These mixes usually contain a blend of peat moss, vermiculite, perlite, and other organic matter.

Organic Matter

Add organic matter into the soil mix, such as well-rotted compost or aged manure. 

This improves soil fertility, enhances moisture retention, and adds essential nutrients for healthy garlic growth.

pH level

Garlic prefers a slightly acidic to neutral soil pH range of 6.0 to 7.0. 

Test the pH of your soil mix and adjust it if necessary using organic amendments like lime or sulfur.

5. Plant The Garlic

By following these directions, you can successfully grow garlic in containers and enjoy a fresh supply of flavorful garlic bulbs:

  1. Fill the container with the potting mix. 
  2. Break apart the bulbs by gently separating the garlic bulbs into individual cloves just before planting. Leave the papery skin intact on each clove.
  3. Make small holes in the soil part, following the variety’s specifications. Plant each clove with the pointed end facing upwards and the basal plate (flat end) downwards.
  4. After planting, water the container thoroughly to settle the soil and provide moisture to the garlic cloves. Ensure the soil is evenly moist but not waterlogged.
  5. Find a sunny location for the container to receive at least 6 to 8 hours of direct sunlight daily.
  6. Apply a layer of organic mulch, such as straw or wood chips, on top of the soil in the container. This helps conserve moisture, suppress weed growth, and insulate the garlic bulbs.
Also read  6 Perennials You Can Plant Once & Harvest Forever

6. Care For The Potted Garlic

The following are general guidelines for caring for potted garlic.


Water the garlic regularly, ensuring the soil remains moist but not overly saturated. Avoid allowing the soil to dry out completely.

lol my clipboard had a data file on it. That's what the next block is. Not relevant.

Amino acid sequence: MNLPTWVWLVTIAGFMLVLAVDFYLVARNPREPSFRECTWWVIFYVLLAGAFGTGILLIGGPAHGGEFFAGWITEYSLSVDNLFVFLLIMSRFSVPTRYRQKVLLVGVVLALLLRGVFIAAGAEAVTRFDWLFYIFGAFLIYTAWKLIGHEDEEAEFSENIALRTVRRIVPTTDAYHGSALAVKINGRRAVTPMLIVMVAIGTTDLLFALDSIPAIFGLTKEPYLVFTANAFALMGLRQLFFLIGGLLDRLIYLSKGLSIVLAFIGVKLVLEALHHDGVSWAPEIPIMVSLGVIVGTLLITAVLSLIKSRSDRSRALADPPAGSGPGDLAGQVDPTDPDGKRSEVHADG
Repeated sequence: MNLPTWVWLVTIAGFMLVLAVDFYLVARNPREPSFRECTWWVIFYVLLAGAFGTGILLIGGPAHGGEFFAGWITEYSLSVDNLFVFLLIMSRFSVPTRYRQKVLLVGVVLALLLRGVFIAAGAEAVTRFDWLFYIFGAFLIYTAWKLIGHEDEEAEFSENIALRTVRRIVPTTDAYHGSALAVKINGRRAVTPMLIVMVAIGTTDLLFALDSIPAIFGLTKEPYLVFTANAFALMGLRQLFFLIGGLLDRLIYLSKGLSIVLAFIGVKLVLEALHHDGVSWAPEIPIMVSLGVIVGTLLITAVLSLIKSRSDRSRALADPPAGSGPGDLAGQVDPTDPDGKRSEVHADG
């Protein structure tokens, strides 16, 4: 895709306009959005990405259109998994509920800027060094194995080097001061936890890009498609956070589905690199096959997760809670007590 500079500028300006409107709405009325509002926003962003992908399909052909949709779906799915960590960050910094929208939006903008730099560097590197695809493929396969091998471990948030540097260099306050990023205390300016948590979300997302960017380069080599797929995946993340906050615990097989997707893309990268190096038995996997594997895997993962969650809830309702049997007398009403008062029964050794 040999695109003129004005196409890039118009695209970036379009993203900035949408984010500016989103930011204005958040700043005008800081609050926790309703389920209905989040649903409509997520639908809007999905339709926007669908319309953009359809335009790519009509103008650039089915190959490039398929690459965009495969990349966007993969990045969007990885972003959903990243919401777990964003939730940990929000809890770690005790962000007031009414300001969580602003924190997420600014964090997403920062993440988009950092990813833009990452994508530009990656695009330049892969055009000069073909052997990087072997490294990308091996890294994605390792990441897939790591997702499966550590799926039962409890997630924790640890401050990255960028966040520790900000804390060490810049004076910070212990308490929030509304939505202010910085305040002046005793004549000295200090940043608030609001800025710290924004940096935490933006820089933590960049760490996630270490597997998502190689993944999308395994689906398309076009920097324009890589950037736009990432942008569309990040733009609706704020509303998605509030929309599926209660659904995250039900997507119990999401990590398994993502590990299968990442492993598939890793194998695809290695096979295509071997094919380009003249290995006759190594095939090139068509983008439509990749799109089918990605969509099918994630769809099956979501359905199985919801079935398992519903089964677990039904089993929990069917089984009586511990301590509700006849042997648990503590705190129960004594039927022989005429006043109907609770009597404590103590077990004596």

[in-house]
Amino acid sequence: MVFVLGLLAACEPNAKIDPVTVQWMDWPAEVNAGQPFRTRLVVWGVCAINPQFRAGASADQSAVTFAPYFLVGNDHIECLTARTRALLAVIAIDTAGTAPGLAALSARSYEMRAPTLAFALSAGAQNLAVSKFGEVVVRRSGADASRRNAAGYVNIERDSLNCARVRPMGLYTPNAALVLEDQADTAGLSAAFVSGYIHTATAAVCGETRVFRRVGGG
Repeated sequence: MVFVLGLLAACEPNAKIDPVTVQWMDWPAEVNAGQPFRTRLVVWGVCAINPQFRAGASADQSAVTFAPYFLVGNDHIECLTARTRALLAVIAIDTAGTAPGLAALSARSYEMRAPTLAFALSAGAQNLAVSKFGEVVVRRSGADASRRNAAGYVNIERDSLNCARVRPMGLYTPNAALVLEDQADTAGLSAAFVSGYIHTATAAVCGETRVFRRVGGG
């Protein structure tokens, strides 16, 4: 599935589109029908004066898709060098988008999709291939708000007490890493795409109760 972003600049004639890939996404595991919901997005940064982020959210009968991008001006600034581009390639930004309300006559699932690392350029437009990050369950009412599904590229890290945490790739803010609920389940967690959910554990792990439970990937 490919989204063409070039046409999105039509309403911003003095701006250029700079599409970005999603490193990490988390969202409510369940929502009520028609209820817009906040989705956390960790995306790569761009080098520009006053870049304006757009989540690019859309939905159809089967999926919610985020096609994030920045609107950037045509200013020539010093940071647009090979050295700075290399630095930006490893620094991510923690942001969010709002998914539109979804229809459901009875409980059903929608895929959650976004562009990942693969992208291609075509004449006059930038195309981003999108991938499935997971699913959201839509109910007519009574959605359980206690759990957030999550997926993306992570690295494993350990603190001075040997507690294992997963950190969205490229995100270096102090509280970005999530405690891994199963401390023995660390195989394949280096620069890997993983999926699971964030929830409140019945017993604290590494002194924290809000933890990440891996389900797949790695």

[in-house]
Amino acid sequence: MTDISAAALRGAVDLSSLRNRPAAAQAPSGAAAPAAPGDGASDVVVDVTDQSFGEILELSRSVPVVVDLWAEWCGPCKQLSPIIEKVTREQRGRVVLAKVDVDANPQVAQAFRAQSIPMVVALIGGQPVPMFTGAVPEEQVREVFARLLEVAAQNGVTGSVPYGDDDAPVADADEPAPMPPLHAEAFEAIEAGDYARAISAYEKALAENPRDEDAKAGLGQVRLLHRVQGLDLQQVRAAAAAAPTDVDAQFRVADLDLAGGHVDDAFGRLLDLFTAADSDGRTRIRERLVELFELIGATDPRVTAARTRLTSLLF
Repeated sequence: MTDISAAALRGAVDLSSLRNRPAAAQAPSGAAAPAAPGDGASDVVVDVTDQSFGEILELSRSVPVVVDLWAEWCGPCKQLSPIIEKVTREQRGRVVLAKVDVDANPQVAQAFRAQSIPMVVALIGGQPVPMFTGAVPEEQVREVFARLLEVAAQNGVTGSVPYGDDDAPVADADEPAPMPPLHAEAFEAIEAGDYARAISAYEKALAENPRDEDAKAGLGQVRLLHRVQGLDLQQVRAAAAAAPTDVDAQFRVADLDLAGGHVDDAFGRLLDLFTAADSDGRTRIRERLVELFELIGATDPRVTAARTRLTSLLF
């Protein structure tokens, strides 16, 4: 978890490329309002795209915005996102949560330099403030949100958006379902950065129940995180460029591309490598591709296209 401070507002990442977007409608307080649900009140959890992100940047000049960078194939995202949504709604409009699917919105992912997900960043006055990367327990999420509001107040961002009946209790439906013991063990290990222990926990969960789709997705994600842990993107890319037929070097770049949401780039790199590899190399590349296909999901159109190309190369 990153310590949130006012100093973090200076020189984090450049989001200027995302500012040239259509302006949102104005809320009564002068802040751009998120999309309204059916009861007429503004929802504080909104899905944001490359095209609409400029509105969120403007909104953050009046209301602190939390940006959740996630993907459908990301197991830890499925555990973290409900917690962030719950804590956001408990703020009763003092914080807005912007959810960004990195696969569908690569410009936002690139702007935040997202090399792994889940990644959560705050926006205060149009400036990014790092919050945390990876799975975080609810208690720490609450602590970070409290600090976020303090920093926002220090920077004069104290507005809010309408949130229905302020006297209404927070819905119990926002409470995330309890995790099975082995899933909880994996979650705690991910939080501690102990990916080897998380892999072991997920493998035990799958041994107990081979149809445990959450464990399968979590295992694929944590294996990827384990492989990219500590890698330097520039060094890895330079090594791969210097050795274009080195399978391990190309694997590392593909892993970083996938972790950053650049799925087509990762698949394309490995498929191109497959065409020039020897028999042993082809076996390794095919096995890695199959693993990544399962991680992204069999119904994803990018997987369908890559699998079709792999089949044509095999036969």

Garlic is a heavy feeder, so provide regular doses of balanced organic fertilizer throughout the growing season (every 4 to 6 weeks). 

Slow-release granular or liquid organic fertilizers can be used according to package instructions.


Watch out for pests and diseases, and take appropriate measures if needed. 

Garlic is generally resistant to many pests, but aphids and fungal diseases can sometimes occur. 

Remove any yellowing or damaged leaves to maintain plant health.

7. Harvest The Garlic

Garlic typically takes 6 to 9 months to mature. The leaves will turn yellow and dry out when the bulbs are ready for harvest. 

Carefully loosen the soil around the bulbs and gently lift them from the container. 

Allow the harvested garlic bulbs to dry in a well-ventilated, shaded area for a few weeks before storing.


Growing garlic in pots unlocks the potential for a rewarding gardening experience, even with limited space. 

By following the steps outlined in this guide, you can successfully cultivate flavorful garlic bulbs in containers.

Each step plays a crucial role in ensuring successful growth, from choosing the right garlic variety and sourcing healthy bulbs to selecting suitable pots and preparing the optimal growing medium. 

You can enjoy the enticing aroma and taste of freshly grown garlic right at your doorstep with proper care.

Lucy Young

Meet Lucy, a seasoned gardener with a green thumb and a wealth of experience cultivated over 10 years in her own backyard oasis. Now, she channels her passion into writing, sharing invaluable gardening knowledge on her website. From nurturing plants to expert pruning techniques, Lucy's articles are a treasure trove for both seasoned enthusiasts and budding gardeners. Join her on this leafy journey as she sprinkles insights, tips, and tricks to help you create your own flourishing paradise. Get ready to dig into her gardening wisdom and unlock the secrets of a thriving garden!

Recent Posts